It seems like gluten-related reactions are becoming more and more prevalent. Is that true? If so, why?

Is gluten-sensitivity on the rise?

The primary job of our immune system is to tolerate what would be considered "friendly" items in our bodies. Things could go really wrong, really fast if our immune cells started reacting to food particles, friendly bacterium, or our very own cells. But this is exactly what we are seeing more of these days. It is manifesting as an increase in autoimmune diseases (MS, Lupus, rheumatoid arthritis, Hashimoto's disease), irritable bowel diseases, food related reactions (like food allergies and food sensitivities), and a host of other diseases and disorders (including autism, eczema, anxiety, depression, and asthma). Looking to science for answers, we've found many connections between the physiology of our body's immune system and our changing environment. Nutrient deficiencies and changes in the microorganisms in our guts are causing our immune systems to overreact to compounds that would normally be considered safe. Coupled with an increase of toxins from our food, water, and air, we are stressing our our immune cells and damaging our body’s ability to recognize food as a friend instead of a foe. So more than ever before, we are emphasizing the need to eat a gluten-free diet rich in plants—especially cruciferous vegetables—for maintaining optimal health, and detoxification abilities.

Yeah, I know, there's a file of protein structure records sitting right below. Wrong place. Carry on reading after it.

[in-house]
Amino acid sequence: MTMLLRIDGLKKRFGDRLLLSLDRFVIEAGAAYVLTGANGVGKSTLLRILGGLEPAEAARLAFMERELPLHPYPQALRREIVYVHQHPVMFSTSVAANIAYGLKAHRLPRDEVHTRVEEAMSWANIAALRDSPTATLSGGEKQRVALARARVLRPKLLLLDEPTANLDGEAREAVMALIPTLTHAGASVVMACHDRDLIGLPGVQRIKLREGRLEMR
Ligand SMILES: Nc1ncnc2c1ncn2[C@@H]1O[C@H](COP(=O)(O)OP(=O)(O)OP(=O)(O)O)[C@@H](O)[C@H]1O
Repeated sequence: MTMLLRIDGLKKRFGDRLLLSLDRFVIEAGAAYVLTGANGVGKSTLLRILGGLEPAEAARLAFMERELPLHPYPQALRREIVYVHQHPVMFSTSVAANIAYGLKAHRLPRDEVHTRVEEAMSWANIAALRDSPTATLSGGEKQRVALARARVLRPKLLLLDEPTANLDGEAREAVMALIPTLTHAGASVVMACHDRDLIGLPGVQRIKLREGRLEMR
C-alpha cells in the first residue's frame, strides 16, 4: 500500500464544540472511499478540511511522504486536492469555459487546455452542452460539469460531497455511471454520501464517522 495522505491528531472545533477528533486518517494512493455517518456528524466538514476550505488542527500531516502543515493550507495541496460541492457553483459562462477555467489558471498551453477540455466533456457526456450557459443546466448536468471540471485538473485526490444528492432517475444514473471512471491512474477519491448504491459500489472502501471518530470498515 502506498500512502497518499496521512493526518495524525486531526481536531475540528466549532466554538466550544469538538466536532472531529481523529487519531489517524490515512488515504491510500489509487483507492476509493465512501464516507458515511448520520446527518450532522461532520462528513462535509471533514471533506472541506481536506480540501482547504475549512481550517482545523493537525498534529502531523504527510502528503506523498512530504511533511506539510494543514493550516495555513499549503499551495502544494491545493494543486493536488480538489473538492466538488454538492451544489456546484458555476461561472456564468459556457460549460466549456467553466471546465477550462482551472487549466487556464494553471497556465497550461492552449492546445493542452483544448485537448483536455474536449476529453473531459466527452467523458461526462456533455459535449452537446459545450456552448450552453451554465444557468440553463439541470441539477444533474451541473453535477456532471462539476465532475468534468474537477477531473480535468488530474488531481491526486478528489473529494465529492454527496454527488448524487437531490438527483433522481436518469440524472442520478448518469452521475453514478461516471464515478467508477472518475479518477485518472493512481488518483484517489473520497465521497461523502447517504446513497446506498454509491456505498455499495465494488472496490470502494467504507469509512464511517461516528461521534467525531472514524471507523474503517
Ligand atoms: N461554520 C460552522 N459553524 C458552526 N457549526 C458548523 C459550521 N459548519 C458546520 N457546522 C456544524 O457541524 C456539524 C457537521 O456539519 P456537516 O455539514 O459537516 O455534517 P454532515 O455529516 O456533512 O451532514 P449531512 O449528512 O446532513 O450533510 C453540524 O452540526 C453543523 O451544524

Can an Increase in Celiac Disease Be Attributed to an Increase in the Gluten Content of Wheat as a Consequence of Wheat Breeding?
Natural history of celiac disease autoimmunity in a USA cohort followed since 1974.
Increasing prevalence of coeliac disease over time
GMOs and Gluten Interview with Jeffrey Smith
Non-Celiac Wheat Sensitivity Diagnosed by Double-Blind Placebo-Controlled Challenge: Exploring a New Clinical Entity

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